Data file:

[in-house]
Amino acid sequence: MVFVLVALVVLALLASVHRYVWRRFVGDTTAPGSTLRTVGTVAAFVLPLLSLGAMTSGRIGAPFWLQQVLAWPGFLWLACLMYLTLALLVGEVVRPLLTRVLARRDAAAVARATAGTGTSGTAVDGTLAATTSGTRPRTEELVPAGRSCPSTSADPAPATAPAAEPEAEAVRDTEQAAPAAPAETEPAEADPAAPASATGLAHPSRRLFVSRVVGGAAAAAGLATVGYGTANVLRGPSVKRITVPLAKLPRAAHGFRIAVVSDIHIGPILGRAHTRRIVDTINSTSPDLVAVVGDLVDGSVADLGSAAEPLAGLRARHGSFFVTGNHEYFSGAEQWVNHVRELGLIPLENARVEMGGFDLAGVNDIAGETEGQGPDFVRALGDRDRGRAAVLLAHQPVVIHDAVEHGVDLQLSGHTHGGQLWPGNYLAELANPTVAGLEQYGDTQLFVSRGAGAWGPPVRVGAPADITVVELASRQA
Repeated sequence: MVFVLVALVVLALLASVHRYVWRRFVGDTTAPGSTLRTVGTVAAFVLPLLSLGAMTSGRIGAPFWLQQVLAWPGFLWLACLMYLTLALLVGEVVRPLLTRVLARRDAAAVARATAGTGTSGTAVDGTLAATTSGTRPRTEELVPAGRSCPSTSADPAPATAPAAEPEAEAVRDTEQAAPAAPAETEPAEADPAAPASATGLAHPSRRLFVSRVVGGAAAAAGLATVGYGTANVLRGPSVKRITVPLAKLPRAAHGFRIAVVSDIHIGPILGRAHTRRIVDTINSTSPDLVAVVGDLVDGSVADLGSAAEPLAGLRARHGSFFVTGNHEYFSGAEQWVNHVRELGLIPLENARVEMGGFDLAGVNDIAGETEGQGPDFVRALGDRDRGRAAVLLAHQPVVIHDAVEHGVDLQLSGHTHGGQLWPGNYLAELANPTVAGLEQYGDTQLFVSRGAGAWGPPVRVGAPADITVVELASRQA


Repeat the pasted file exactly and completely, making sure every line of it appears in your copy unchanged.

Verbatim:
[in-house]
Amino acid sequence: MVFVLVALVVLALLASVHRYVWRRFVGDTTAPGSTLRTVGTVAAFVLPLLSLGAMTSGRIGAPFWLQQVLAWPGFLWLACLMYLTLALLVGEVVRPLLTRVLARRDAAAVARATAGTGTSGTAVDGTLAATTSGTRPRTEELVPAGRSCPSTSADPAPATAPAAEPEAEAVRDTEQAAPAAPAETEPAEADPAAPASATGLAHPSRRLFVSRVVGGAAAAAGLATVGYGTANVLRGPSVKRITVPLAKLPRAAHGFRIAVVSDIHIGPILGRAHTRRIVDTINSTSPDLVAVVGDLVDGSVADLGSAAEPLAGLRARHGSFFVTGNHEYFSGAEQWVNHVRELGLIPLENARVEMGGFDLAGVNDIAGETEGQGPDFVRALGDRDRGRAAVLLAHQPVVIHDAVEHGVDLQLSGHTHGGQLWPGNYLAELANPTVAGLEQYGDTQLFVSRGAGAWGPPVRVGAPADITVVELASRQA
Repeated sequence: MVFVLVALVVLALLASVHRYVWRRFVGDTTAPGSTLRTVGTVAAFVLPLLSLGAMTSGRIGAPFWLQQVLAWPGFLWLACLMYLTLALLVGEVVRPLLTRVLARRDAAAVARATAGTGTSGTAVDGTLAATTSGTRPRTEELVPAGRSCPSTSADPAPATAPAAEPEAEAVRDTEQAAPAAPAETEPAEADPAAPASATGLAHPSRRLFVSRVVGGAAAAAGLATVGYGTANVLRGPSVKRITVPLAKLPRAAHGFRIAVVSDIHIGPILGRAHTRRIVDTINSTSPDLVAVVGDLVDGSVADLGSAAEPLAGLRARHGSFFVTGNHEYFSGAEQWVNHVRELGLIPLENARVEMGGFDLAGVNDIAGETEGQGPDFVRALGDRDRGRAAVLLAHQPVVIHDAVEHGVDLQLSGHTHGGQLWPGNYLAELANPTVAGLEQYGDTQLFVSRGAGAWGPPVRVGAPADITVVELASRQA